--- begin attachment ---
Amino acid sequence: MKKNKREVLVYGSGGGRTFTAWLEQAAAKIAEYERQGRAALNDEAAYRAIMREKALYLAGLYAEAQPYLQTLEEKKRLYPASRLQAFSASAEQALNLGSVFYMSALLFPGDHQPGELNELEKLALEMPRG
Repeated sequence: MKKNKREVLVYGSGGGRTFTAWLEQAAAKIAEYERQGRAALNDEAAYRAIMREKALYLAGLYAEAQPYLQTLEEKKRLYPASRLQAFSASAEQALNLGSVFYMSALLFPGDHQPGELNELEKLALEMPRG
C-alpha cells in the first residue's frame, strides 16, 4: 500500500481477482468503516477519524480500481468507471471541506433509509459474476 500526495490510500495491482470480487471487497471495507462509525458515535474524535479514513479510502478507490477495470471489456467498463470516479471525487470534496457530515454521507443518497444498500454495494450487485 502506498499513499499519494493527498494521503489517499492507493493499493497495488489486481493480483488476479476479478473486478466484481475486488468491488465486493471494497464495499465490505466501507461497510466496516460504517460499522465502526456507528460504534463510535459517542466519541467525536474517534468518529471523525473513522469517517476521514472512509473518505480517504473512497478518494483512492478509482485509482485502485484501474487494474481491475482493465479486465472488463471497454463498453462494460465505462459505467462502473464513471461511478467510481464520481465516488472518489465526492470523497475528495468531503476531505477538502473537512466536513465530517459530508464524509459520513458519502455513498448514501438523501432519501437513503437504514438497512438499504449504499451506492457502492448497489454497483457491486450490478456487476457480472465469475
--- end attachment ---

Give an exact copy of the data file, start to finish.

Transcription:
Amino acid sequence: MKKNKREVLVYGSGGGRTFTAWLEQAAAKIAEYERQGRAALNDEAAYRAIMREKALYLAGLYAEAQPYLQTLEEKKRLYPASRLQAFSASAEQALNLGSVFYMSALLFPGDHQPGELNELEKLALEMPRG
Repeated sequence: MKKNKREVLVYGSGGGRTFTAWLEQAAAKIAEYERQGRAALNDEAAYRAIMREKALYLAGLYAEAQPYLQTLEEKKRLYPASRLQAFSASAEQALNLGSVFYMSALLFPGDHQPGELNELEKLALEMPRG
C-alpha cells in the first residue's frame, strides 16, 4: 500500500481477482468503516477519524480500481468507471471541506433509509459474476 500526495490510500495491482470480487471487497471495507462509525458515535474524535479514513479510502478507490477495470471489456467498463470516479471525487470534496457530515454521507443518497444498500454495494450487485 502506498499513499499519494493527498494521503489517499492507493493499493497495488489486481493480483488476479476479478473486478466484481475486488468491488465486493471494497464495499465490505466501507461497510466496516460504517460499522465502526456507528460504534463510535459517542466519541467525536474517534468518529471523525473513522469517517476521514472512509473518505480517504473512497478518494483512492478509482485509482485502485484501474487494474481491475482493465479486465472488463471497454463498453462494460465505462459505467462502473464513471461511478467510481464520481465516488472518489465526492470523497475528495468531503476531505477538502473537512466536513465530517459530508464524509459520513458519502455513498448514501438523501432519501437513503437504514438497512438499504449504499451506492457502492448497489454497483457491486450490478456487476457480472465469475